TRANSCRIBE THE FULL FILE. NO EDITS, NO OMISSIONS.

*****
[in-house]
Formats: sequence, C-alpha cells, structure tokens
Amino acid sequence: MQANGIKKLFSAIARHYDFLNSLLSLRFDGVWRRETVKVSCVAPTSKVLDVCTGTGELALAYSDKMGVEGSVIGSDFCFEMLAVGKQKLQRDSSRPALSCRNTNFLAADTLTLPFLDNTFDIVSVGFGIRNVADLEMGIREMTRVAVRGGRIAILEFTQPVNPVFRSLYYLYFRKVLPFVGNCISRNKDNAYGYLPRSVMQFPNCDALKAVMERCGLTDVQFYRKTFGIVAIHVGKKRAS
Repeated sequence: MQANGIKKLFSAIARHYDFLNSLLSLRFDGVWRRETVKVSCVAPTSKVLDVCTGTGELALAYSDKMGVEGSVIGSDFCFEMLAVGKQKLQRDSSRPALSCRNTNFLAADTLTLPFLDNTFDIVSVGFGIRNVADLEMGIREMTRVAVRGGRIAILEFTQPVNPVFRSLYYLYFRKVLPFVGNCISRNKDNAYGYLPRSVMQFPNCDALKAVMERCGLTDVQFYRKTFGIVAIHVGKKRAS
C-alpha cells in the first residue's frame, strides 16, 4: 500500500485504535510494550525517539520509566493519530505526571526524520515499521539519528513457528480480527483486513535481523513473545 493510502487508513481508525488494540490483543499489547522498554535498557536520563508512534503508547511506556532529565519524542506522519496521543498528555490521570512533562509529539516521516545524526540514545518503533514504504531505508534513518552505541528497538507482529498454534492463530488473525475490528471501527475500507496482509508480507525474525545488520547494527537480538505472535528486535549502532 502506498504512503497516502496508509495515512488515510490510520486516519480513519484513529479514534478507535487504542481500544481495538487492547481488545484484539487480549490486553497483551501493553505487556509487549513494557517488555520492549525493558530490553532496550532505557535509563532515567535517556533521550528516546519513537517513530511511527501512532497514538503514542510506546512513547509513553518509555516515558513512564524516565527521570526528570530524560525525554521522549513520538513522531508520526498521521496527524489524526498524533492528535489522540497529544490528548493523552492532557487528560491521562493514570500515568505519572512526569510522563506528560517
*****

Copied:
[in-house]
Formats: sequence, C-alpha cells, structure tokens
Amino acid sequence: MQANGIKKLFSAIARHYDFLNSLLSLRFDGVWRRETVKVSCVAPTSKVLDVCTGTGELALAYSDKMGVEGSVIGSDFCFEMLAVGKQKLQRDSSRPALSCRNTNFLAADTLTLPFLDNTFDIVSVGFGIRNVADLEMGIREMTRVAVRGGRIAILEFTQPVNPVFRSLYYLYFRKVLPFVGNCISRNKDNAYGYLPRSVMQFPNCDALKAVMERCGLTDVQFYRKTFGIVAIHVGKKRAS
Repeated sequence: MQANGIKKLFSAIARHYDFLNSLLSLRFDGVWRRETVKVSCVAPTSKVLDVCTGTGELALAYSDKMGVEGSVIGSDFCFEMLAVGKQKLQRDSSRPALSCRNTNFLAADTLTLPFLDNTFDIVSVGFGIRNVADLEMGIREMTRVAVRGGRIAILEFTQPVNPVFRSLYYLYFRKVLPFVGNCISRNKDNAYGYLPRSVMQFPNCDALKAVMERCGLTDVQFYRKTFGIVAIHVGKKRAS
C-alpha cells in the first residue's frame, strides 16, 4: 500500500485504535510494550525517539520509566493519530505526571526524520515499521539519528513457528480480527483486513535481523513473545 493510502487508513481508525488494540490483543499489547522498554535498557536520563508512534503508547511506556532529565519524542506522519496521543498528555490521570512533562509529539516521516545524526540514545518503533514504504531505508534513518552505541528497538507482529498454534492463530488473525475490528471501527475500507496482509508480507525474525545488520547494527537480538505472535528486535549502532 502506498504512503497516502496508509495515512488515510490510520486516519480513519484513529479514534478507535487504542481500544481495538487492547481488545484484539487480549490486553497483551501493553505487556509487549513494557517488555520492549525493558530490553532496550532505557535509563532515567535517556533521550528516546519513537517513530511511527501512532497514538503514542510506546512513547509513553518509555516515558513512564524516565527521570526528570530524560525525554521522549513520538513522531508520526498521521496527524489524526498524533492528535489522540497529544490528548493523552492532557487528560491521562493514570500515568505519572512526569510522563506528560517